What to Know About Wells in Florida | Perry’s Pump Repair

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What to Know About Wells in Florida

An estimated 13 million Americans rely on private wells for their potable water, and for a good reason. There are many benefits to having a well drilled at your home or business, including ensuring safe potable water, lowering your water usage costs, or simply preferring the taste of well water. But, unless you’re in the well industry, you likely have questions about it, including “how deep are wells in Florida?” and other considerations. We have drilled wells for generations at Perry’s Pump Repair, so we are experts on this topic. Read on to learn more. 

What to Know About Wells

Having a well at your home or business provides many benefits, including the following.

  • Saves money
  • Provides fresh water and a multi-purpose supply 
  • Offers a continuous steam 
  • Allows for freshwater irrigation

When your property isn’t connected to your city or county’s water, and you need a well drilled, there are a few other things to remember. 

Florida Well Depth Requirements

Water well contractors like ours at Perry’s Pump Repair make educated decisions about an average depth for your area based on their experience. Florida wells can go as deep as 1000 feet, but most in our area of North Central Florida run 100 to 400 feet because the aquifer is closer to the ground’s surface. For most homeowners, a 3-4 inch diameter well outfitted with a pump works best. 

Problems With a Shallow Well

Water quality can be affected by a well that is drilled at too shallow a depth. That is because deeper aquifers run less risk of land surface contamination. Generally, a deeper well is less susceptible to odor problems, drying issues in drought season, and elevated mineral levels that necessitate the addition of a water softening unit to your well.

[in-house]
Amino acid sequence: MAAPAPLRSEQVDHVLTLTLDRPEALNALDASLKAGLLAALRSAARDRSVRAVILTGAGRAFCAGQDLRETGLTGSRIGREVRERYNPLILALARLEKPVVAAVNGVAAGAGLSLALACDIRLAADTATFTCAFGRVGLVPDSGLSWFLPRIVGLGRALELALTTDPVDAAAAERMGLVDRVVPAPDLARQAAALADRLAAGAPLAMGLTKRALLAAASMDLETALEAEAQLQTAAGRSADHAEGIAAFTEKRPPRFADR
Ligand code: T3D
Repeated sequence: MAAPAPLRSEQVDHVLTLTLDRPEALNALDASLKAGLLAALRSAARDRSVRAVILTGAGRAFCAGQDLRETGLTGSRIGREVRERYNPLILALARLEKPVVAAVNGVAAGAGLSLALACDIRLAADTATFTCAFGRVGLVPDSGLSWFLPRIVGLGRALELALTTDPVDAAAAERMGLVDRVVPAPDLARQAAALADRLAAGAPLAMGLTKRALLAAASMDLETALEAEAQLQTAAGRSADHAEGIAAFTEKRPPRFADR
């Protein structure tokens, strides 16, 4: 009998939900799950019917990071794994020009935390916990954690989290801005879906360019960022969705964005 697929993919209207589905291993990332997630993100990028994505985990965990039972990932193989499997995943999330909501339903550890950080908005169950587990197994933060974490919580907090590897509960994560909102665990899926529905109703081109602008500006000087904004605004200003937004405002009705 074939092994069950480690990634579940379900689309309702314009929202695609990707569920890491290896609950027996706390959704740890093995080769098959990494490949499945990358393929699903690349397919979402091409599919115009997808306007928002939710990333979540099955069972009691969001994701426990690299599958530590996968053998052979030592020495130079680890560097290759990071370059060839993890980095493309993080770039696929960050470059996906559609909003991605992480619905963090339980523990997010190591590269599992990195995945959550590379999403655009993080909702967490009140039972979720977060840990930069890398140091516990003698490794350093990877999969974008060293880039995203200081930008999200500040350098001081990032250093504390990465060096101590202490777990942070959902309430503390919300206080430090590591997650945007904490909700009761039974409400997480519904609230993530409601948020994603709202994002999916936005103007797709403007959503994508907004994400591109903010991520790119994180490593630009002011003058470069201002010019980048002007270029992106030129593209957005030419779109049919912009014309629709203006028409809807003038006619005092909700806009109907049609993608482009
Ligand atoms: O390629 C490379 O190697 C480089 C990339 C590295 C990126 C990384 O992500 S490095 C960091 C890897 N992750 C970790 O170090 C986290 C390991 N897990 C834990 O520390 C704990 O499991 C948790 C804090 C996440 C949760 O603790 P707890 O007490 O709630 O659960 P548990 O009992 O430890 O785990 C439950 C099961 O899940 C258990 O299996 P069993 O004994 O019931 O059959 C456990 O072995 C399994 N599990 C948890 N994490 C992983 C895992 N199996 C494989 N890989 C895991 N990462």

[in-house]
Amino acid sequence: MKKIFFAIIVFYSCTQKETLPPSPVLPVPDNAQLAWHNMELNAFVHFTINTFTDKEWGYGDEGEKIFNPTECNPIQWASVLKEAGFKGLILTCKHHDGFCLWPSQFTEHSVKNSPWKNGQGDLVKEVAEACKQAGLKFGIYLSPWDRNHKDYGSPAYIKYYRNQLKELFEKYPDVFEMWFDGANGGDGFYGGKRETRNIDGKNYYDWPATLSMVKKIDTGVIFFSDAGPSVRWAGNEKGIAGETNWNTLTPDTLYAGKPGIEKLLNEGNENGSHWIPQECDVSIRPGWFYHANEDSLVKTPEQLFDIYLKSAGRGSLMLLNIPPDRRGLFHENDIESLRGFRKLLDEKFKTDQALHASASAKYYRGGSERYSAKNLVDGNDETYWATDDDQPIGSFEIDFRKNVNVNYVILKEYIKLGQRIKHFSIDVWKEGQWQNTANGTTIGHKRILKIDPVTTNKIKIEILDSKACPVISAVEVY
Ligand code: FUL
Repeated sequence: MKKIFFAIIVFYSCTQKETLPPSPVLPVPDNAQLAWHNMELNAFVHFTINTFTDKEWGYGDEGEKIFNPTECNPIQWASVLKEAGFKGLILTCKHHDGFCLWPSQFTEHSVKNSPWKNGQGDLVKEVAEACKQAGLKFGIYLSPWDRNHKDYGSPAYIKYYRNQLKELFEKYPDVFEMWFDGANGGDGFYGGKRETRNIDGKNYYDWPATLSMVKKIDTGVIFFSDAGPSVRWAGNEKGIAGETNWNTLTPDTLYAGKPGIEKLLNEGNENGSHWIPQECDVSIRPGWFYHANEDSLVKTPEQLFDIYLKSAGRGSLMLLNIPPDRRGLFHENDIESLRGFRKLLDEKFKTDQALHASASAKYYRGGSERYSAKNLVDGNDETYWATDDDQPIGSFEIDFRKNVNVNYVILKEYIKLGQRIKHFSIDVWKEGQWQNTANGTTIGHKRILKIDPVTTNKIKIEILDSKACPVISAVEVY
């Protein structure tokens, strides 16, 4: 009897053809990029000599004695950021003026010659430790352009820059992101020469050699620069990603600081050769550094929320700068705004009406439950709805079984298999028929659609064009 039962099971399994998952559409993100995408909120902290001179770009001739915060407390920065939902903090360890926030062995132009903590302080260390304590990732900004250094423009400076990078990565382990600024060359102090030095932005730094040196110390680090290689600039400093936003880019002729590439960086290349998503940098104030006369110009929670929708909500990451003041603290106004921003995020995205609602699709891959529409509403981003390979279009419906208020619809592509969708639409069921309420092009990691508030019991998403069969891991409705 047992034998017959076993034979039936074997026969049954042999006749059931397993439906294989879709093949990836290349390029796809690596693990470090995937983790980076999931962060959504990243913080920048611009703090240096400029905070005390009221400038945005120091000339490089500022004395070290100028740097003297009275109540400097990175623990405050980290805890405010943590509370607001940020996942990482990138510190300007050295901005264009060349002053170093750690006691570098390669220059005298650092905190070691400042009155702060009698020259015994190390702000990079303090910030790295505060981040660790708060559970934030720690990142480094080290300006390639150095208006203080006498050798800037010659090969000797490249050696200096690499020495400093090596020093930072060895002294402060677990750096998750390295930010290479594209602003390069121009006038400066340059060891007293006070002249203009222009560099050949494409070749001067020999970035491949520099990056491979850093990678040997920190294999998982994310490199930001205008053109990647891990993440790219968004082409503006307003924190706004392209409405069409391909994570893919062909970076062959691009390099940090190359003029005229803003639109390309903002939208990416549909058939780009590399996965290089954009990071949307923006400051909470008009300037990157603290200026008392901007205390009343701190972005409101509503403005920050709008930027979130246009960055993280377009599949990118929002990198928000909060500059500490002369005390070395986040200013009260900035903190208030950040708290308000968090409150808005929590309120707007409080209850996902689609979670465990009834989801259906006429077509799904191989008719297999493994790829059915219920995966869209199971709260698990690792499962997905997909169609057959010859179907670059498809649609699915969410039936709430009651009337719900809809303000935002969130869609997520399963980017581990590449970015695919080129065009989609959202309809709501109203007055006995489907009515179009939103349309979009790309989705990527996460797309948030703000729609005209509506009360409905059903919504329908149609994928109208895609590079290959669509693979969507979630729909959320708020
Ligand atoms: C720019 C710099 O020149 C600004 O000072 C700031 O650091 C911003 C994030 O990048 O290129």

Drought-Proofing Your Well

Focusing on drought-proofing your well before it goes dry helps prevent situations that require emergency services, although Perry’s does offer 24-hour services should the need arise. 

During periods of little rain coupled with warmer temperatures, water levels can fall, reducing the aquifer recharging. You can tell when your well is overworked if you notice a drop in water pressure, air bubbles from a non-aerated faucet, or your water becomes discolored or silted. You may need to replace your pressure tank with a bigger one or install a second for extra water storage. 

As the drought goes on, the well water level can fall beneath the submersible pump or intake, leading to a further loss of water, and shallow wells are susceptible to this than deeper wells. This can be temporarily fixed by lowering the pump or intake but may require your current well to be deepened or a new well to be drilled altogether. 

Perry’s Is Your Pump Drilling Expert Team

Don’t let just any company dig holes in your yard, or you’re risking unwelcome headaches and extra costs down the road. Trust the experienced team at Perry’s Pump Repair with your well drilling needs. We’ve served our community for generations and know how to knowledgeably answer all of your well questions and dig a well that will work for you and your family for years to come. Contact us today.

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